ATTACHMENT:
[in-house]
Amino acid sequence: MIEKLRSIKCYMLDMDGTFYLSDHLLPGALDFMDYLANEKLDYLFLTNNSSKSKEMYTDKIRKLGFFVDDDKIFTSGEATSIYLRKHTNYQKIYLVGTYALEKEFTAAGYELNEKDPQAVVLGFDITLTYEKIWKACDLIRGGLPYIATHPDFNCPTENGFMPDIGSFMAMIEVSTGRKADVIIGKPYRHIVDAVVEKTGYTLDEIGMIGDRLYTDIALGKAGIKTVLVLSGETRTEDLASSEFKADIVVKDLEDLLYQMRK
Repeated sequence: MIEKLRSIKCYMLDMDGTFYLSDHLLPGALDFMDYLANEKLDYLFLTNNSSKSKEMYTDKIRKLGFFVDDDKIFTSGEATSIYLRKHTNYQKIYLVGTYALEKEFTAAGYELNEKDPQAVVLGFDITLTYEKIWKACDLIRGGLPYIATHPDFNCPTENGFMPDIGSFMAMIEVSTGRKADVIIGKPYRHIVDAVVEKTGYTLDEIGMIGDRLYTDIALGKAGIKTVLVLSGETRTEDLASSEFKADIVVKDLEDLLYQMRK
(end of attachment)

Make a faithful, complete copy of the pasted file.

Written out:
[in-house]
Amino acid sequence: MIEKLRSIKCYMLDMDGTFYLSDHLLPGALDFMDYLANEKLDYLFLTNNSSKSKEMYTDKIRKLGFFVDDDKIFTSGEATSIYLRKHTNYQKIYLVGTYALEKEFTAAGYELNEKDPQAVVLGFDITLTYEKIWKACDLIRGGLPYIATHPDFNCPTENGFMPDIGSFMAMIEVSTGRKADVIIGKPYRHIVDAVVEKTGYTLDEIGMIGDRLYTDIALGKAGIKTVLVLSGETRTEDLASSEFKADIVVKDLEDLLYQMRK
Repeated sequence: MIEKLRSIKCYMLDMDGTFYLSDHLLPGALDFMDYLANEKLDYLFLTNNSSKSKEMYTDKIRKLGFFVDDDKIFTSGEATSIYLRKHTNYQKIYLVGTYALEKEFTAAGYELNEKDPQAVVLGFDITLTYEKIWKACDLIRGGLPYIATHPDFNCPTENGFMPDIGSFMAMIEVSTGRKADVIIGKPYRHIVDAVVEKTGYTLDEIGMIGDRLYTDIALGKAGIKTVLVLSGETRTEDLASSEFKADIVVKDLEDLLYQMRK